With miles of Mediterranean shore, the coastal plain is a beachgoer's paradise. Ashkelon, at the southern end, has quiet hotels, pleasant weather and rough water, while Netanya, in the midcoast region, is a favorite of older travelers and Europeans. It offers hotels in a variety of price ranges, as well as apartments and studios for rent. For its part, Tel Aviv is full of energy and excitement, with superb restaurants, popular beaches, high-rise buildings, the quaint artists colony of Jaffa, and museums including the Diaspora Museum, the Eretz Israel (Land of Israel) Museum, and the Tel Aviv Museum of Art. The ancient Roman- and crusader-era city of Caesarea is the most dramatic archaeological site along Israel's coast; further north, the Old City of Akko's bazaars and minarets provide an exotic getaway. Kibbutz holiday villages throughout the region allow restful breaks from touring. Haifa, Israel's third-largest city, has a spirit of peace and productivity. Though a business and industrial town, Haifa is beautifully spread on a stepped mountain overlooking the harbor. It can serve as an ideal urban base for exploring Israel's coast in the North.
Tel Aviv-Yaffo, a modern city on the Mediterranean coast, is Israel's commercial and financial center as well as the focus of its cultural life. Headquartered there are most industrial and agricultural organizations, the stock exchange, major newspapers, periodicals and publishing houses. Tel Aviv, the first all-Jewish city in modern times, was founded in 1909 as a suburb of Yafo, one of the oldest urban settlements in the world. In 1934 Tel Aviv was granted municipal status, and in 1950 it was merged with Yafo, the new municipality absorbing the older town. The area around the ancient port of Yafo (Jaffa) has been developed into an artists' colony and tourist center, with galleries, restaurants and night clubs.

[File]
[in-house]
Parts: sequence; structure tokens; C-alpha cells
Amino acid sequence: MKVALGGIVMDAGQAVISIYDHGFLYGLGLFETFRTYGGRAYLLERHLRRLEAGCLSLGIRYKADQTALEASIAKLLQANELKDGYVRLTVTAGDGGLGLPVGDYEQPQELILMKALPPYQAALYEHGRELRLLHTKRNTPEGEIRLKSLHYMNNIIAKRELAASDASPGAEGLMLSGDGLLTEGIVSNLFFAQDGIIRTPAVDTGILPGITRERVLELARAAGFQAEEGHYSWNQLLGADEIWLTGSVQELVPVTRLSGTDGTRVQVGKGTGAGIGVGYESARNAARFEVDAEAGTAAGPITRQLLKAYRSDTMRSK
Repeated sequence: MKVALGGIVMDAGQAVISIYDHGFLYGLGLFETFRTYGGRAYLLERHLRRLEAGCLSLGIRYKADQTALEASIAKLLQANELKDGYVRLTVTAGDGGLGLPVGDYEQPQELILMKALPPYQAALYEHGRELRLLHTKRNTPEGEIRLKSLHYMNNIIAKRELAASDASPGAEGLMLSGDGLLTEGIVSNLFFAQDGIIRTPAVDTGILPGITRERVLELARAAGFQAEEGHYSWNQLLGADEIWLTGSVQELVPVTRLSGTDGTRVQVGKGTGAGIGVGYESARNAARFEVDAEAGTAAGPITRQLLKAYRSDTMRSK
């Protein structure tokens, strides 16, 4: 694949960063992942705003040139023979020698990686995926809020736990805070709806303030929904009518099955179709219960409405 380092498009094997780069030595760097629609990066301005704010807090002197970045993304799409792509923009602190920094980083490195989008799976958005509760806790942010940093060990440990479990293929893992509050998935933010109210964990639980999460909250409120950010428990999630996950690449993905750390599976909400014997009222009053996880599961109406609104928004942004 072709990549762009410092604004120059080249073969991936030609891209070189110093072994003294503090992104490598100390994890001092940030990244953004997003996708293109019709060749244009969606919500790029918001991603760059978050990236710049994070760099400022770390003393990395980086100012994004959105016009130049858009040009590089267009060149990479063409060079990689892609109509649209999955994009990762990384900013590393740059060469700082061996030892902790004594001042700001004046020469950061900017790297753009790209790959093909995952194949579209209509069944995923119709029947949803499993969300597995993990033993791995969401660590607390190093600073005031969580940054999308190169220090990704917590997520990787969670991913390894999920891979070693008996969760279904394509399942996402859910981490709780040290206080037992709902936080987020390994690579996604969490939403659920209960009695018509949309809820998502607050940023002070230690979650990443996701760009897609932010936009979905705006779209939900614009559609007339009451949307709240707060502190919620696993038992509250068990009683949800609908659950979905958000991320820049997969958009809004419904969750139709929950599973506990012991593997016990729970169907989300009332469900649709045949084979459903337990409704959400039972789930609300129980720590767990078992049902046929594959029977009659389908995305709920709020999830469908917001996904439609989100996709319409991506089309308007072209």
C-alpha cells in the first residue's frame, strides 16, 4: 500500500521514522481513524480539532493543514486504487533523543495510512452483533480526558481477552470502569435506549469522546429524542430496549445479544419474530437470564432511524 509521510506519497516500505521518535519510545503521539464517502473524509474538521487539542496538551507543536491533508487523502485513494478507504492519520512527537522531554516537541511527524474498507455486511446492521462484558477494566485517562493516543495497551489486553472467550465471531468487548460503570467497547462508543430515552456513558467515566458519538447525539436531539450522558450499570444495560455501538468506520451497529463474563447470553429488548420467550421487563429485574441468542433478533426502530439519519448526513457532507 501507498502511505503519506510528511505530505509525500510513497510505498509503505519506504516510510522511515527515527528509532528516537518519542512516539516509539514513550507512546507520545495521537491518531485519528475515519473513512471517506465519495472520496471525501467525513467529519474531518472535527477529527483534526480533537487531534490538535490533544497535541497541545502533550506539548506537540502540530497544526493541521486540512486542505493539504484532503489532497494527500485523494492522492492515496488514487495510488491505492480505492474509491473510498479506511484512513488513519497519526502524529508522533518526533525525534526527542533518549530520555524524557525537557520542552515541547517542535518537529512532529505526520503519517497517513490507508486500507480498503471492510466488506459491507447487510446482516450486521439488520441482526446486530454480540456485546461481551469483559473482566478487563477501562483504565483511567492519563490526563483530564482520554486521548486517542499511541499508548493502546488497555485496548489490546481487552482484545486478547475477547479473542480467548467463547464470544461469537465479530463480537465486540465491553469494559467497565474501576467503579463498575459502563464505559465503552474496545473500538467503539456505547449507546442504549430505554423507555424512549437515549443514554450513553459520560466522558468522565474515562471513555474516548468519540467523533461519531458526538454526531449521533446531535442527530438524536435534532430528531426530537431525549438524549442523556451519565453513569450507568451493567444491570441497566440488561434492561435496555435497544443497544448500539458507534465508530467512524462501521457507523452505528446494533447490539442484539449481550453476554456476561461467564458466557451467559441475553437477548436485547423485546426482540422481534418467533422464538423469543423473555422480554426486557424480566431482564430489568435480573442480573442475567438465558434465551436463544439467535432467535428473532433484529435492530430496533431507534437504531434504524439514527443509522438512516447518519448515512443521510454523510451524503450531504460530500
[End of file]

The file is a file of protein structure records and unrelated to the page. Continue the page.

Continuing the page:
Haifa, on the Mediterranean Sea, rises from the coastline over the slopes of Mount Carmel. It is built on three topographical levels: the lower city, partly on land recovered from the sea, is the commercial center with harbor facilities; the middle level is an older residential area; and the top level consists of rapidly expanding modern neighborhoods with tree-lined streets, parks and pine woods, overlooking the industrial zones and sandy beaches on the shore of the wide bay below. A major deep-water port, Haifa is a focus of international trade and commerce. It also serves as the administrative center of northern Israel.
As you walk through the ruins of ancient Caesaria by the seashore, you can catch glimpses of ancient glory: fallen pillars, slabs of marble, and rubble. But it is only when you stand in the middle of the ancient amphitheater, recently fully restored, that you can begin to form an idea of what Caesaria was like in its proudest days. In this amphitheater, the latest theatrical productions of the Roman world were performed. Two thousand years ago, actors playing in the dramas of Euripides, Sophocles and other great classic playwrights, performed before thousands of spectators in packed terraces. In addition, sometimes crowds gathered to watch games, processions, or contests that had become by-words for Roman culture.
Jewish & Christian religious and historic sites in the coastal Israel
- city of residence for early sages including Rabban Gamliel, Rabban Shimon ben Gamliel, Rabbi Yosi, Rabbi Yehudah, and Rabbi Abba.
- Crusader port, capital after fall of Jerusalem (1187-1291)
- probably the birth place of herod
- seat of Roman governors
- Crusader remains, including monumental Roman theater
- the site is associated with Elijah the prophet
- important harbor town, associated in the Bible with Solomon, Jonah and Peter